New bot exploit shows ads.txt is good - but not enough
In late 2018, DoubleVerify’s Fraud Lab identified a new bot network designed to generate a high volume of non-human traffic across hundreds of websites. The bots scraped content from legitimate - and sometimes premium - websites and generated false sites with URLs that looked like the real thing. These fake sites had content stolen from legit sites with fraudulent ads blanketing the pages.
What’s important about this particular exploit is that it was specifically designed to take advantage of the ads.txt framework in order to commit fraud that would not trigger ads.txt’s alarms.
This is bad news for premium content publishers. This is “Oh, crap, I need a belt AND suspenders” bad news.
Since its approval from the Interactive Advertising Bureau, or IAB, ads.txt. - which is an acronym for Authorized Digital Sellers - has been widely (though not universally) adopted by digital publishers. It’s basically a text file that sits on the publisher’s servers and lists all advertisers authorized to be on the site. Not on the list? Not on the site. That’s how it’s supposed to work, at least.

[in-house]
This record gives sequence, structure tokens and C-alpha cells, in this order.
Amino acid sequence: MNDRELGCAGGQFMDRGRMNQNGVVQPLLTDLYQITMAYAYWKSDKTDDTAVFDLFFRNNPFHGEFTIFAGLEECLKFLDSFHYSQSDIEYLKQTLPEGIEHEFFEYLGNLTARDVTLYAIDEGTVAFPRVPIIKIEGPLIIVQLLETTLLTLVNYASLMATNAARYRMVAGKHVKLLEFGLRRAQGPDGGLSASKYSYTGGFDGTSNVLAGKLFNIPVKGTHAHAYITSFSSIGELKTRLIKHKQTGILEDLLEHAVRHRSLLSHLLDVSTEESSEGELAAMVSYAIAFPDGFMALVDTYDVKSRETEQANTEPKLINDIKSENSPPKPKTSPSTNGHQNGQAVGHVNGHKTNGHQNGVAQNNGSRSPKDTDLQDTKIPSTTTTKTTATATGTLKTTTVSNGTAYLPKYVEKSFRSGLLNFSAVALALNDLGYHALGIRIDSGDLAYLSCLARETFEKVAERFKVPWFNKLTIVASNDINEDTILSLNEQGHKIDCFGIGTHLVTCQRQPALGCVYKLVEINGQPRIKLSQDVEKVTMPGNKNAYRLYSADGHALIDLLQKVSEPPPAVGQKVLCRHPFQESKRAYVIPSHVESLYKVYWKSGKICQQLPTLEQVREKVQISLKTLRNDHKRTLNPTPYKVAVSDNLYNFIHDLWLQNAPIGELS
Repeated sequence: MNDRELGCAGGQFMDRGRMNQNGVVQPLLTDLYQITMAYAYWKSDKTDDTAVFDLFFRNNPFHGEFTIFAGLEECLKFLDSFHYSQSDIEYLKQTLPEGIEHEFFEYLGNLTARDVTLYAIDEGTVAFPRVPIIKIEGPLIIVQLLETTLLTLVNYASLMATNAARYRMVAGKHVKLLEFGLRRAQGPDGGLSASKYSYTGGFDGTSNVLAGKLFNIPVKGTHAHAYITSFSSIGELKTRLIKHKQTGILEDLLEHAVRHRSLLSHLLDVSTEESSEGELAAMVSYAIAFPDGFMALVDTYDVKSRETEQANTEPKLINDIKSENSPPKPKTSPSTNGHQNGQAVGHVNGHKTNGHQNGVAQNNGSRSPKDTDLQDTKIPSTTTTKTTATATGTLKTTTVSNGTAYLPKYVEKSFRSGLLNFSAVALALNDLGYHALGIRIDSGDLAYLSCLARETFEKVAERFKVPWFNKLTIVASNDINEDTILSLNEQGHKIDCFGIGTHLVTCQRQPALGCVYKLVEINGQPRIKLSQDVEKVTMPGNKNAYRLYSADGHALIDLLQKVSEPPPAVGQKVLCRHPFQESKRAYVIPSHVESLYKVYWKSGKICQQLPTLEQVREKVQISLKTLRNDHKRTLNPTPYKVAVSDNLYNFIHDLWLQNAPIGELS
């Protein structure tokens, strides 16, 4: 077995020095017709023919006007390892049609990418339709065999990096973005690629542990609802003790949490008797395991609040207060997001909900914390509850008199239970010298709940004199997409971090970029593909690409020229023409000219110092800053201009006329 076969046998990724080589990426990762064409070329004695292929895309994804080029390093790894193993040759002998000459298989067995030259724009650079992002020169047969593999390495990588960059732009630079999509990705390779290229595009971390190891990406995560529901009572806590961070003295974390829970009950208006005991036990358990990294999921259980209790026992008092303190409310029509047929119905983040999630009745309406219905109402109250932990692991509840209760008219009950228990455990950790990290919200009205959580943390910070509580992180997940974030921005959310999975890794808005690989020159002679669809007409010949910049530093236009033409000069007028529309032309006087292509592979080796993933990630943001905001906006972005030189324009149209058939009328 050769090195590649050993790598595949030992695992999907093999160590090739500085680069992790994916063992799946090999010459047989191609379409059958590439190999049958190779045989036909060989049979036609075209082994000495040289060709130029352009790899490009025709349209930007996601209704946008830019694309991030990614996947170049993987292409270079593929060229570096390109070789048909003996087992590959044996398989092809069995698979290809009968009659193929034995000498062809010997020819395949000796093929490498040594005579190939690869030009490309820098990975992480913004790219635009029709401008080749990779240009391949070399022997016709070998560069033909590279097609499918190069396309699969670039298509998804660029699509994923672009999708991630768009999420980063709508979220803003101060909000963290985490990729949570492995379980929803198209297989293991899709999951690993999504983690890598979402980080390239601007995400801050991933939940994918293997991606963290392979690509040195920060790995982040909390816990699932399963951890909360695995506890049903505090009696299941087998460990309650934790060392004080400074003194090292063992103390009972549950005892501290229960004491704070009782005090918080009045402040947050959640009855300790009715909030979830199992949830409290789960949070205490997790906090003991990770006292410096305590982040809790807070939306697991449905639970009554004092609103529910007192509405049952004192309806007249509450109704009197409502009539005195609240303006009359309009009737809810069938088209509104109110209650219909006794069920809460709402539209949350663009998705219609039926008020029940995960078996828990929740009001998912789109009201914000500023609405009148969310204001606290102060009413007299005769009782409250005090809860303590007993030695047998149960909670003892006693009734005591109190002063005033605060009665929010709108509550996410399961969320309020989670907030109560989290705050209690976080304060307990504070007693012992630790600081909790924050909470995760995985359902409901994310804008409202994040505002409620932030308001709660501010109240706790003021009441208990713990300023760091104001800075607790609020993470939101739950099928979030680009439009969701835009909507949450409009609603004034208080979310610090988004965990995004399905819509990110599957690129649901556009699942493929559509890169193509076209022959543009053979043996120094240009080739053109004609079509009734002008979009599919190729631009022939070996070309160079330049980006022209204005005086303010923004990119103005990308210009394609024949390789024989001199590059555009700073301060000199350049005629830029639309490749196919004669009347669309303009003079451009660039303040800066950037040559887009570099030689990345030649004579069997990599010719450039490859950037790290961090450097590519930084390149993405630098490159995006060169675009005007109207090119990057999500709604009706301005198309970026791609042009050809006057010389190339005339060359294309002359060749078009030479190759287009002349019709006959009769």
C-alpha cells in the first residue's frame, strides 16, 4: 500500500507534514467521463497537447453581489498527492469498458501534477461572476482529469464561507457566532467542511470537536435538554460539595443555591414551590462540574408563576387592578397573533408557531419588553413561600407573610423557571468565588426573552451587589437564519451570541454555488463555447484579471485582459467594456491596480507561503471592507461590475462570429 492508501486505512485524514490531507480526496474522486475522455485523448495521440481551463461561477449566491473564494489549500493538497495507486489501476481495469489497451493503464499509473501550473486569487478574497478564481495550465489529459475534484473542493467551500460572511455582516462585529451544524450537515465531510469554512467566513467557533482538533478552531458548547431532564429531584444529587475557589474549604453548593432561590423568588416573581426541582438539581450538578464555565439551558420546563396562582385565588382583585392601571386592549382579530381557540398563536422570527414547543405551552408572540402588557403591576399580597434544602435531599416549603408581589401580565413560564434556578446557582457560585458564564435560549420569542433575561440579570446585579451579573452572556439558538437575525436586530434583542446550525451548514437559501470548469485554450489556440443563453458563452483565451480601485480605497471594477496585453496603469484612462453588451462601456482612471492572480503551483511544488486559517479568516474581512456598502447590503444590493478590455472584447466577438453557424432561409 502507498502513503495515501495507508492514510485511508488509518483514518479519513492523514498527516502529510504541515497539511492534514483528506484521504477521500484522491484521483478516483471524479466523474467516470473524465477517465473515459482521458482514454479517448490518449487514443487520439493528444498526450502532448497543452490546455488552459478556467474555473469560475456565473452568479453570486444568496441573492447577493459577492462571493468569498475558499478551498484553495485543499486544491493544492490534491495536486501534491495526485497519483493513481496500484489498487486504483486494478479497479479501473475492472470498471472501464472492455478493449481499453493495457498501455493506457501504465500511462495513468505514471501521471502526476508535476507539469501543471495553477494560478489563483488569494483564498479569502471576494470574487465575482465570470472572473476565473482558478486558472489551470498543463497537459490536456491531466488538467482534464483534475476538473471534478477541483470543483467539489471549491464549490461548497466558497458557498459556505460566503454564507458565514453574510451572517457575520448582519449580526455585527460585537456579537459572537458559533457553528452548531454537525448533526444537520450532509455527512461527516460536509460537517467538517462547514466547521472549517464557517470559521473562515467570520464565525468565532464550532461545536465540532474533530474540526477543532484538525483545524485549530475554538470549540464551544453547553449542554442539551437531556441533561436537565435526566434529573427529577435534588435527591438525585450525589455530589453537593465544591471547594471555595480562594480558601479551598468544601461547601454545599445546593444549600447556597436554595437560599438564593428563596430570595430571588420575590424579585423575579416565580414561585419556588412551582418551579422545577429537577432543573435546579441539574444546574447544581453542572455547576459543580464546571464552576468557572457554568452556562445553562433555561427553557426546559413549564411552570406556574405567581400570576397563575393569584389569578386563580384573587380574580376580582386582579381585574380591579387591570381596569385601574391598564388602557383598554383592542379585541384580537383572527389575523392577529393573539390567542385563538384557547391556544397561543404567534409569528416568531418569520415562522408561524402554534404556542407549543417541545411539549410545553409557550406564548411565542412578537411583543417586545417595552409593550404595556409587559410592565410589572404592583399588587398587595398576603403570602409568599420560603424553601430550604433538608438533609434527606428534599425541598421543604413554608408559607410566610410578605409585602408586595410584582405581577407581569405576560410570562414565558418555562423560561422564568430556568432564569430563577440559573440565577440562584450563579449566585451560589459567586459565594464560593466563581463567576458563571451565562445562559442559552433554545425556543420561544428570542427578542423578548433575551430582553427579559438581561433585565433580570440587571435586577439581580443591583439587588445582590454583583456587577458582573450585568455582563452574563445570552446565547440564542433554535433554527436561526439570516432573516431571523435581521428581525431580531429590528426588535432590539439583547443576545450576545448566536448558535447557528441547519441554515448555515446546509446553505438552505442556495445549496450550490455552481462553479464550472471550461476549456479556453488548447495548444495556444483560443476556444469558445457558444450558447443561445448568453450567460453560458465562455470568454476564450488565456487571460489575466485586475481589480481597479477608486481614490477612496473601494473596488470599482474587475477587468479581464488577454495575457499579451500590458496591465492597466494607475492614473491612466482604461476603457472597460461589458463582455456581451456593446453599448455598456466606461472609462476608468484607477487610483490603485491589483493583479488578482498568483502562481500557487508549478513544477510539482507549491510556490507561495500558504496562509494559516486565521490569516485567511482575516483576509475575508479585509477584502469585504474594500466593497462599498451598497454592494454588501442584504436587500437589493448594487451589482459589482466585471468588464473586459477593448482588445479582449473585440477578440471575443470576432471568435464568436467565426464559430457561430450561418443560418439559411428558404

This gives brands and buying agencies assurance that their ads are being seen by human beings. On top of third-party verification software, viewability monitors and the like, publishers have been in a constant slog to prove that their ads are not being “viewed” by click farms, bots and the like.
The exploit identified by DoubleVerify shows the weakness in an ads.txt-only approach to combatting ad fraud on premium websites. It also shows the inventiveness and cunning of bad actors in the murky underbelly of digital advertising, which is fueled by the age-old truism that there always will be people in any business ecosystem who will filch and pilfer rather than work.
The lesson to publishers: When fighting ad fraud, don’t bring a knife to a gun fight. Bring a knife, a gun, some brass knuckles, a collapsible Bo staff and your best choke hold.
Because the bad guys will be.